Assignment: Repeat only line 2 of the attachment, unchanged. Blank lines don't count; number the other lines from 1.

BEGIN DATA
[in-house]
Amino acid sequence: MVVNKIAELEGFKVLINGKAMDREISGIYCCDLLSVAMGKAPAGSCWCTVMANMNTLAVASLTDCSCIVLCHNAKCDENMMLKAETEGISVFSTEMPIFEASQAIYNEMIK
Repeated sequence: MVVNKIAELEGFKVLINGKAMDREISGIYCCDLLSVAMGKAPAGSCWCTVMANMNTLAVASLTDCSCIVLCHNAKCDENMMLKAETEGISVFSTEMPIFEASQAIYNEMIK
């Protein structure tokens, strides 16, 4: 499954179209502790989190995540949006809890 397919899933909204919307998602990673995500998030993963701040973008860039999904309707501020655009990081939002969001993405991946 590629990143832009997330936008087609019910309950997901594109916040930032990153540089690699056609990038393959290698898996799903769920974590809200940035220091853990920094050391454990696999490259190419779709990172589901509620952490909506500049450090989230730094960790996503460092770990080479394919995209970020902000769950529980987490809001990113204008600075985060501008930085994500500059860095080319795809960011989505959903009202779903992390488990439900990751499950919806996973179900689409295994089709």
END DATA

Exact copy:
Amino acid sequence: MVVNKIAELEGFKVLINGKAMDREISGIYCCDLLSVAMGKAPAGSCWCTVMANMNTLAVASLTDCSCIVLCHNAKCDENMMLKAETEGISVFSTEMPIFEASQAIYNEMIK